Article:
ASpirin as a Treatment for Acute Respiratory Distress Syndrome – a multi-centre, randomised, double-blind, placebo-controlled trial (STAR): study protocol

ASpirin as a Treatment for Acute Respiratory Distress Syndrome – a multi-centre, randomised, double-blind, placebo-controlled trial (STAR): study protocol

Philip Toner1, Cecilia O’Kane1, James McNamee2, Rejina Verghis1,3, and Daniel F McAuley1,2

1Wellcome-Wolfson Institute for Experimental Medicine, Queen’s University Belfast, 97 Lisburn Road, Belfast, BT9 7BL
2Regional Intensive Care Unit, Royal Victoria Hospital, Belfast Health and Social Care Trust, Grosvenor Road, Belfast, BT12 6BA
3Northern Ireland Clinical Trials Unit, 1st floor Elliott Dynes Building, Royal Hospitals, Grosvenor Road, Belfast, BT12 6BA

Email: ptoner09@qub.ac.uk

Download PDF

AbstractFull-TextReference ListSupplementary MaterialCitationQR code

Background: Acute respiratory distress syndrome (ARDS) remains a common cause of significant morbidity and mortality in the critically ill, for which there is currently no pharmacological treatment. There is in vivo, in vitro, observational and phase I evidence suggesting aspirin may be of benefit in this condition. The aim of the STAR trial (aSpirin as a Treatment for Acute Respiratory Distress Syndrome) is to test the hypothesis that aspirin 75 mg is both safe and effective in improving important surrogate outcomes in patients with ARDS.

Methods/Design: STAR is a randomised, double-blind, allocation-concealed, placebo-controlled, multi-centred phase II trial. Patients diagnosed with ARDS, as per the Berlin Definition, will be randomised in a 1:1 ratio to receive enteral aspirin 75 mg or placebo for a maximum of 14 days. Randomisation is stratified by vasopressor requirement. The primary endpoint is to evaluate the efficacy of aspirin to improve oxygenation index at day 7. A total of 60 patients will be recruited from intensive care units (ICUs) across Northern Ireland. Plasma, bronchoalveolar lavage (BAL) and urine samples will be obtained to further investigate mechanisms by which aspirin might improve clinical outcomes in these patients.

Keywords: Aspirin; acute respiratory distress syndrome, oxygenation index

Trial Registration: NCT02326350

Funding:  The study is funded by the Health & Social Care Research & Development Division of the Public Health Agency, Northern Ireland.

Background information

Acute respiratory distress syndrome (ARDS) is defined by the Berlin Definition as an acute onset of hypoxia (PaO2/FiO2 < 40 kPa), in the presence of a positive end-expiratory pressure (PEEP) > 5 cmH2O and with bilateral radiological opacities not solely explained by cardiac dysfunction1. Despite advances in treatment2,3,4, mortality remains relatively high at 35-40%5,6 with significant post morbid functional impairment and reduction in quality of life7,8. The high mortality and long-term consequences, coupled with the high financial burden, make the treatment of ARDS a healthcare priority9. Multiple drugs have been investigated as potential treatments, most recently simvastatin10, but as yet there is no effective pharmacological treatment11

The rationale for aspirin as a treatment for ARDS

The use of aspirin as a treatment for ARDS is a novel approach. There are various pathways in which aspirin could attenuate the pathophysiology in ARDS. Firstly, through the inhibition of cyclooxygenase enzymes (COX), aspirin can prevent platelet activation12. Platelets play a significant role in the development of sepsis and ARDS13, especially as the lungs are a major site of platelet maturation and subsequent reservoirs14. Once activated, platelets degranulate and release a pro-inflammatory cocktail promoting further platelet degranulation and aggregation, leucocyte recruitment and oedema formation15. Furthermore, platelet and neutrophil aggregation is essential for the formation of neutrophil extracellular traps (NETs), which, in excess, can directly damage the lung architecture, thus escalating the inflammatory and thrombotic processes16,17. In an ARDS murine model, platelet depletion resulted in reduced neutrophil migration, less oedema formation and improved outcomes15.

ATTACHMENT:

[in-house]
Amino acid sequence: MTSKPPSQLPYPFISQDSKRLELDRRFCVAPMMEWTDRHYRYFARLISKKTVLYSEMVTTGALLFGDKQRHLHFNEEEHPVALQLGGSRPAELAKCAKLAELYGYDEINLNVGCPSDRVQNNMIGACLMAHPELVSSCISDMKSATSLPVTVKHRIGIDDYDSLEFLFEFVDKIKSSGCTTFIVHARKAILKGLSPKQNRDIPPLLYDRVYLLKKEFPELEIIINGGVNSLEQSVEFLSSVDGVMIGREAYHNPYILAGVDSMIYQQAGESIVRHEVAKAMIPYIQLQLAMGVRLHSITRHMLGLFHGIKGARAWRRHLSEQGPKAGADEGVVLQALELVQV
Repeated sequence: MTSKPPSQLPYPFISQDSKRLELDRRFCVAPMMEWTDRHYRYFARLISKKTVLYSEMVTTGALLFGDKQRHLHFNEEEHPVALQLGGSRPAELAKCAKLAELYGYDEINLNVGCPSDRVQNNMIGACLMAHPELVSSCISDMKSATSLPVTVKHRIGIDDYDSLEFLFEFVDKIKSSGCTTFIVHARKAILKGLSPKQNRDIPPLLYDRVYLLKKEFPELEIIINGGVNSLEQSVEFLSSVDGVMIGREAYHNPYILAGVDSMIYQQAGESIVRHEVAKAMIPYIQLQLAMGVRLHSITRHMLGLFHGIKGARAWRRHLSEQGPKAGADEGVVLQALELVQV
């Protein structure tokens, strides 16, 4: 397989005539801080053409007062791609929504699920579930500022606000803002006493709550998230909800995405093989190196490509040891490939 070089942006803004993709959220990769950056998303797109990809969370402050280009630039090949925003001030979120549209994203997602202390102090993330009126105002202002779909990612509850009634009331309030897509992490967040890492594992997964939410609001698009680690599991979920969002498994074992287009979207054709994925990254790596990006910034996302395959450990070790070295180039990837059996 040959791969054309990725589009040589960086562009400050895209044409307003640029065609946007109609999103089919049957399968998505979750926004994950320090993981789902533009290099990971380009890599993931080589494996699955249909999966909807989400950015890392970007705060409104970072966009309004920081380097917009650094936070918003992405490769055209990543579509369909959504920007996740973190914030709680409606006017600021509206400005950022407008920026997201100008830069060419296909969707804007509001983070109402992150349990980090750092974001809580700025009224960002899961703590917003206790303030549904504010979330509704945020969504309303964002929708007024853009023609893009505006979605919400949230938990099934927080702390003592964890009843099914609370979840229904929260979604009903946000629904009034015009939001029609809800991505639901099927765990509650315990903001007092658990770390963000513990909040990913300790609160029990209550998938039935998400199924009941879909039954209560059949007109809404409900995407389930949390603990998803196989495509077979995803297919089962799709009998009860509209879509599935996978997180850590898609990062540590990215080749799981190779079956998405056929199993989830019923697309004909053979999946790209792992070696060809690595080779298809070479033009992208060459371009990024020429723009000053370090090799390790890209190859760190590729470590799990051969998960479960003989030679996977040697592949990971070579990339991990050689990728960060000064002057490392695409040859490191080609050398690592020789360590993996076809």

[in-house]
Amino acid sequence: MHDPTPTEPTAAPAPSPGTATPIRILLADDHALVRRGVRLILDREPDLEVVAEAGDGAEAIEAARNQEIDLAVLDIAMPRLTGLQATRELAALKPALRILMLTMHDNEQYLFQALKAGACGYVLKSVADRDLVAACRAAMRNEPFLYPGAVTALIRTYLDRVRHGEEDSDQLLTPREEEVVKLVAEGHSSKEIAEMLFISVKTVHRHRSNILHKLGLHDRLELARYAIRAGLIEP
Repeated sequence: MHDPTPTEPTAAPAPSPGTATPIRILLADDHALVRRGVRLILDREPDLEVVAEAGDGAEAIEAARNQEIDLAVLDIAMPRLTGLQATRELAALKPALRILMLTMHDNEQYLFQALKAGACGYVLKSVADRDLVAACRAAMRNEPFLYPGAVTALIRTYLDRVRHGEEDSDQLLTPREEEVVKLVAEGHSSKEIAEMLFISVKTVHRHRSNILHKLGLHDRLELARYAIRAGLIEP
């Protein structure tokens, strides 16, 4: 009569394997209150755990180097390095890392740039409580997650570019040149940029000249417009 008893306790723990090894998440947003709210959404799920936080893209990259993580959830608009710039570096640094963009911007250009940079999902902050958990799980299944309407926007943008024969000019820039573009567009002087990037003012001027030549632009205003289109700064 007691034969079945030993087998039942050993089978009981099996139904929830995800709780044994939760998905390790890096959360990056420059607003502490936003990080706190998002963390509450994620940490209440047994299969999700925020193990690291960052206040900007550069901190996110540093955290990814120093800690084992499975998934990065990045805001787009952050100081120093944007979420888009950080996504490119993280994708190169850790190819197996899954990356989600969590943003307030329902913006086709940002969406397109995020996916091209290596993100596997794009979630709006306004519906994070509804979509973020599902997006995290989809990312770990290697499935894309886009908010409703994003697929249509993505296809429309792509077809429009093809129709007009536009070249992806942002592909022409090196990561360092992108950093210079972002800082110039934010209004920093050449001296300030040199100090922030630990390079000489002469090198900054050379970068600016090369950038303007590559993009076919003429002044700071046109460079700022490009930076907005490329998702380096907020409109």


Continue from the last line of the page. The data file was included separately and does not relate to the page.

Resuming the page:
Secondly, aspirin can downregulate the production of proinflammatory cytokines through the inhibition of NFκB18, subsequently reducing leucocyte recruitment19. Thirdly, aspirin promotes nitric oxide (NO) production, resulting in decreased leucocyte migration, oedema formation and microthrombi, all of which are important features in ARDS20. Finally, aspirin promotes resolution via the production of lipoxins (aspirin triggered lipoxin [ATL])21, a feature absent in ARDS.

Both aspirin and ATL administration reduce pulmonary inflammation and improve outcomes in murine models of ARDS22,23. Observational studies have shown a benefit to prior aspirin use in those admitted to ICU with ARDS or sepsis13,24. In a local single centre retrospective study, aspirin was associated with reduced mortality in ARDS, with an odds ratio 0.42 (95% confidence interval, 0.18 – 0.96)25. Aspirin also significantly reduced bronchoalveolar lavage (BAL) neutrophil count, not only in an ex vivo lung perfusion (EVLP) lipopolysaccharide (LPS)-induced inflammation model of ARDS, but also in a healthy volunteer model of ARDS-induced by inhaled LPS26. These animal models, observational studies, and human models support the hypothesis that aspirin may have a role in the treatment of ARDS.